This article will be pretty dry of actual, useful content. if you’re looking for a how-to article, this will probably be a disappointment. Still, if you’re wondering what the differences are between Alsa, Jack, PulseAudio, and other tools, this might help give you a little perspective.
Some of the things I’ve seen on the web suggests some confusion about Linux audio. I’ve seen and heard where people believe that Jack or PulseAudio are sound drivers, along with Alsa, FFADO, or OSS.
Abridged Linux Audio History
Let me set the ground work a bit. This is somewhat compressed and likely somewhat biased, as most of this is coming from my own memories of the intervening years.
Originally, Linux sound was handled by the Open Sound System (OSS). These drivers created a special file that, when a sound file was copied to it, would play a sound file in the speakers. This allowed any program, or even simple scripts, to make sounds available for their purposes.
The problem, however, was (and, for the most part, still is) that a sound card only has one DAC (digital-to-analog converter), meaning that only one stream of audio can be processed at a time. So, while the speakers are playing a sound file, the sound driver cannot add another sound file until the first is done.
Imagine that you have a desktop environment. Now, imagine that you have a music player, an IM program, and a video game running, perhaps even a talking program like TeamSpeak, Ventrilo, or Mumble, and maybe even Skype. Every single one of these programs has sounds that need to be played at the moment they are requested, because you depend on them to let you know what’s going on… except for the music player.
Now, imagine that your music player has been playing music the whole time.
While the music player is playing music, it has access to the DAC; its audio data has been going to the DAC, non-stop. Since the DAC can only handle one sound source at a time, every system, IM, speaking, and game notification have been waiting patiently for their sounds to be played; you’ve heard absolutely nothing but the music. As you can guess, this can be a problem.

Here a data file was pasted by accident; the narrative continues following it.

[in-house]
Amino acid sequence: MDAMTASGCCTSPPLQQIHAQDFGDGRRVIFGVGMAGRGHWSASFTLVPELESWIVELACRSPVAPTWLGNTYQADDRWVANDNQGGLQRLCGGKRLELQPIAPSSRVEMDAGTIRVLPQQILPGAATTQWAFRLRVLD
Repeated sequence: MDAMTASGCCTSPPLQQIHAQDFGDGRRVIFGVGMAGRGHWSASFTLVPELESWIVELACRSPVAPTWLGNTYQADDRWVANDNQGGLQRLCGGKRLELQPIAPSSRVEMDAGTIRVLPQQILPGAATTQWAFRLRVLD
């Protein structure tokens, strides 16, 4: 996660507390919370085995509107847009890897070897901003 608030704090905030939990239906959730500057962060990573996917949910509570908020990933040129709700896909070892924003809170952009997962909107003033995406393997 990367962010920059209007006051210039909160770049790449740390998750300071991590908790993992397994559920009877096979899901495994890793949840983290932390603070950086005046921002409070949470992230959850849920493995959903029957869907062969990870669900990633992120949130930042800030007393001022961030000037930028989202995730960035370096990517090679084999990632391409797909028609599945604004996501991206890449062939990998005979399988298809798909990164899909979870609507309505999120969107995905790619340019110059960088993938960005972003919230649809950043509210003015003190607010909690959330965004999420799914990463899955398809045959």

The first sound server, a program that can mix different sounds together to make a single stream for the DAC, is (yes, it’s still being maintained) called the “Network Audio System,” or “NAS” for short. As the name suggests, this tool was designed to allow sounds from all over the network to be sent to a central server, which for most end users can be overkill.
Next came EsounD (Enlightened Sound Daemon) and aRts (Analog Real-Time Synthesizer). These were the primary sound servers for the two major competing desktop environments, GNOME and KDE, respectively. These were simpler by comparison, focused on mixing the sounds for the computer they were on. However, things could get frustrating when the programs you used were limited to one or the other, which, once again, introduced the problem of multiple applications attempting to access the DAC, as both were needed to allow all programs to be usable.
While these programs were duking it out, there was also a need for more professional handling of audio, consisting of low-latency manipulation of sound. The Jack Audio Connection Kit served the role admirably. Its ability to produce custom redirection of sound between different programs have provided a useful tool for managing complex digital signal chains, and its transport ability provided a valuable means to synchronize work among many different programs at once.
Jack’s flexibility may have been a boon for audio professionals, but it was both too complex, and way too much overkill for simple desktop usage. Setting it up required careful consideration for sound performance, since it was designed to be low-latency, and when your only need is to mix different programs’ sound to to your system speakers, you don’t need the connection graph. And, once again, only some of the software out there would support this software, and those were similarly designed more for professional use than your normal user would need.
While all the servers were duking it out for dominance on the Linux desktop, the driver space was finding a little competition itself. OSS had lacked some features that a lot of people needed, such as MIDI hardware support and full-duplex (simultaneous DAC (recording) and ADC (playback) support) audio, since an audio device file handled both input and output, and could only be accessed by one program at a time, so you couldn’t record and playback at the same time, something that is required for software monitoring.
Originally, OSS had been free software, but then newer features and device drivers were being released under a proprietary licence, owned by 4Front Technologies. This did not gel well with the open-source community, for obvious reasons. This has since been corrected, but at a point well after the damage was already done.
To address these issues, a competing set of Linux drivers were formed. Called the “Advanced Linux Sound Architecture,” These drivers provided features for a number of sound cards that OSS couldn’t at the time, and it used the General Public License to ensure that ALSA would not meet the same fate as OSS.